Our second blog in the SmartCFO series continues to discuss some of the basics of business set up. This week, that includes decisions about tools, accounting systems, and team development. From this list you should have a better understanding about what to look for in your accounting software, inventory systems, and other internal tools to help keep your business on the right track as well as things to think about before adding new members to your team.
Tools & Systems
Anymore, accounting systems aren’t the only software programs that help you keep your business on the straight and narrow. Many businesses also take advantage of inventory, password, and payroll systems to keep everything organized.
During the beginning stage of your business, you’ll probably only have a few SKUs. At that stage, inventory management via spreadsheet could be a good choice. As your product selection increases, there are definitely software solutions out there – and some are expensive – but in general, we suggest a “crawl-walk-run” approach as you grow.
No matter which direction you go, you’ll want clarity on the following:
· Inventory deposits for manufacturing
· Inventory that is in transit (on the boat, in the air, on a truck)
· Inventory that’s available for sale
- Do you have units at your home office? Or in your warehouse?
- With a 3PL?
- With a sales channel partner (i.e. storage at Amazon FBA)?
Select Accounting System
This can be as simple as a spreadsheet with tracking and details that you can provide your CPA for tax time as well, but starting right out of the gate with an accounting software solution will pay dividends down the road. You may want to check out options like QuickBooks Online or Xero.
You can also hire a bookkeeper to help with this, but at the beginning, it’s completely possible to DIY. There are plenty of training options available as well, including bookskeep’s own SmartStart Program.
Setup Password Management
With an ecommerce business in flight, you’ll have more logins and passwords to juggle than you ever thought possible. To help, consider exploring web-based options like 1Password or LastPass. There are also plenty of local desktop password managers as well.
This will be influenced by your corporate structure decision. For example, sole proprietors will have different requirements from S-corporations. If you do need to set up payroll, look into web-based options like Gusto. These web-based options are worth it. They stay up-to-date with compliance and taxes and they’ll integrate with your web-based accounting software as well.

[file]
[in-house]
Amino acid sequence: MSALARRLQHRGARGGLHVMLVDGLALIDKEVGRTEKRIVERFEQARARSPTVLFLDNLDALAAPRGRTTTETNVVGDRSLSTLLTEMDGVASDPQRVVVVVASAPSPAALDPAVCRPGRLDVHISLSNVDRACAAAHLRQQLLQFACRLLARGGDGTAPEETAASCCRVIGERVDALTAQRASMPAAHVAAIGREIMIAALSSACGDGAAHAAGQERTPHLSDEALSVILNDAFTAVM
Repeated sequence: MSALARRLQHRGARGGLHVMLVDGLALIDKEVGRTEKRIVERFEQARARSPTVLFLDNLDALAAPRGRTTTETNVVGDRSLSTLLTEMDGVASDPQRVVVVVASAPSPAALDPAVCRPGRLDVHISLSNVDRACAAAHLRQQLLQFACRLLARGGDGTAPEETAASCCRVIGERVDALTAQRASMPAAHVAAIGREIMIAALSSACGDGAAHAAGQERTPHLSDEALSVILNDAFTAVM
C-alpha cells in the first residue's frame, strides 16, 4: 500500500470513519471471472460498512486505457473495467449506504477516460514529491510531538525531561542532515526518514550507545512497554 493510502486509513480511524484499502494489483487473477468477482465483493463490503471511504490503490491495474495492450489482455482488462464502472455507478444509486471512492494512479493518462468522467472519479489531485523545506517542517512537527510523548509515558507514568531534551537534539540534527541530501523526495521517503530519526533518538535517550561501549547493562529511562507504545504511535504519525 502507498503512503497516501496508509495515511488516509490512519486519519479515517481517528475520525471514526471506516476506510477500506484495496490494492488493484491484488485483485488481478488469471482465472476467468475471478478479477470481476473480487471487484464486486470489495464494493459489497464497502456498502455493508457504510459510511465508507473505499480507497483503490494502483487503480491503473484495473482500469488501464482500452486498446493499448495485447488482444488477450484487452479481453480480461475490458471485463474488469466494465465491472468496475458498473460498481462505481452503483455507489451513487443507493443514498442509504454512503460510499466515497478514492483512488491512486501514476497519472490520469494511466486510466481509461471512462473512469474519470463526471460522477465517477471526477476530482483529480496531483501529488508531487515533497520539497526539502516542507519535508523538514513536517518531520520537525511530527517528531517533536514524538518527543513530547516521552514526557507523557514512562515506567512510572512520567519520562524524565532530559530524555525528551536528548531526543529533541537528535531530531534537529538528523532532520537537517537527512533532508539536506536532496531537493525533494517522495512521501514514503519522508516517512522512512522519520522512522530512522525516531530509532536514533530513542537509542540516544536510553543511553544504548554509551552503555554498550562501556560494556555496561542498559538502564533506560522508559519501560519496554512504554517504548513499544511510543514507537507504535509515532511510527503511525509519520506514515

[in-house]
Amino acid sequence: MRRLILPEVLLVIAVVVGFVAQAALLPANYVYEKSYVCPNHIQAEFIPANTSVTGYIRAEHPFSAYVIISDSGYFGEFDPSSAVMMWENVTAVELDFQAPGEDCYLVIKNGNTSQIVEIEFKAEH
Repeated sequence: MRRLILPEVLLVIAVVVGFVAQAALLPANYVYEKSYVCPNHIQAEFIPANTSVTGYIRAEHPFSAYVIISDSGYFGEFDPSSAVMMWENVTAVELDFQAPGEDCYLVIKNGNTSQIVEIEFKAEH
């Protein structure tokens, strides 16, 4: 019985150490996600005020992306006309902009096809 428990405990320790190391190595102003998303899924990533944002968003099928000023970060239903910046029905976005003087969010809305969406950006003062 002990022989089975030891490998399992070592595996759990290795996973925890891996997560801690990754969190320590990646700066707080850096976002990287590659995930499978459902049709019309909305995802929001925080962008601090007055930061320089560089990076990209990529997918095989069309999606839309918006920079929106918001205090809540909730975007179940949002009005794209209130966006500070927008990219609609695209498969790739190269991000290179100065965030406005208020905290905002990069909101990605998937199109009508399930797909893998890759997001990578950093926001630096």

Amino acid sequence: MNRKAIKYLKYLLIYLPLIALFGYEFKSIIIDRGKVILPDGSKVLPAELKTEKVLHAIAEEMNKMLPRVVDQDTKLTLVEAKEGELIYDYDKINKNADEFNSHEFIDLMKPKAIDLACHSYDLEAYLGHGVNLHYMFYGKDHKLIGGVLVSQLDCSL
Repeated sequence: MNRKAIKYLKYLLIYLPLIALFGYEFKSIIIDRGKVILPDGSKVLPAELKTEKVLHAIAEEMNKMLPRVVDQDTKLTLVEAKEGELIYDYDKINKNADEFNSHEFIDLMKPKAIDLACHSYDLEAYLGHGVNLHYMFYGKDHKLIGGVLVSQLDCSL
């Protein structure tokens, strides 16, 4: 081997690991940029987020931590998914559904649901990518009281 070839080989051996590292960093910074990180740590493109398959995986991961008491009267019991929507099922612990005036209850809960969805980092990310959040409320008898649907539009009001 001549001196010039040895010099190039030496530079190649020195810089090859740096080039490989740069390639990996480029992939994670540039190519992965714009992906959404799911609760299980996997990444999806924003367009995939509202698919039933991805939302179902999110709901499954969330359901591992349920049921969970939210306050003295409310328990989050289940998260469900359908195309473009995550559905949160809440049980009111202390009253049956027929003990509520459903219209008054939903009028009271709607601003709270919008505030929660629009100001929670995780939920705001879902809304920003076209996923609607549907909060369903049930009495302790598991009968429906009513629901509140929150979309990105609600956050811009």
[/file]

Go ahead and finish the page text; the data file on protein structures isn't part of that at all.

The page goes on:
There are several things to think about when you consider making someone a part of your business. Whether it’s choosing a CPA, thinking about a contractor, or adding new investors, there are things you need to keep in mind.
Choosing an Accountant / CPA
While you don’t need one right away, having an account or CPA at the beginning of the process can save you headaches and money later on. This person will be a critical team member that can guide you and support you in important business decisions.
Whether you decide to work with one right away or hold off until later, you need to keep track of things. If you’re using personal bank accounts and personal credit cards, track your business-related transactions. This will make life easier during tax time. An even better choice is having a different set of business bank accounts and credit cards. Keep personal finances and business finances separated!
In the beginning, focus on using contractors as your main labor resources. This will be less expensive and give you more flexibility than hiring an employee. Employees might come later on, but you’ll need to plan for things like salaries, taxes, benefits, etc. There’s a time, money, and skill balance between handling everything yourself and outsourcing it all. Focus on your strengths, and as money allows, contract with a skilled professional that can give you a boost!
It’s important to note that there are IRS rules concerning whether or not a worker is considered a contractor or not. Some things to consider are:
· Does the employer set the hours, or can the independent contractor set their own hours?
· Does the employer provide the tools, or does the independent contractor use their own equipment?
If the employer is setting most of the guidelines, then it is more likely that the worker would be considered an employee instead of a contractor. This is something you should research beforehand.
If you have other investors, you’ll need to add them into the books. Know how much money was provided, as this counts towards the Equity section of your Balance Sheet. You should also make a plan to provide business and progress updates. These investors might also serve as advisors on business decisions!
Yes, there are lots of moving pieces and lots of decisions to make, but it will be one of the most exciting adventures you’ll embark on. This finishes up the Initial Setup stage, so get going on those decisions! Next week, we’ll explore topics that build upon this initial groundwork with more systems and structure. If you missed the first part of the Initial Setup stage, you can check it out here.
As always, the bookskeep team would love to help! If you are wondering where to begin, or want to set yourself up for success from the start, reach out to us today!
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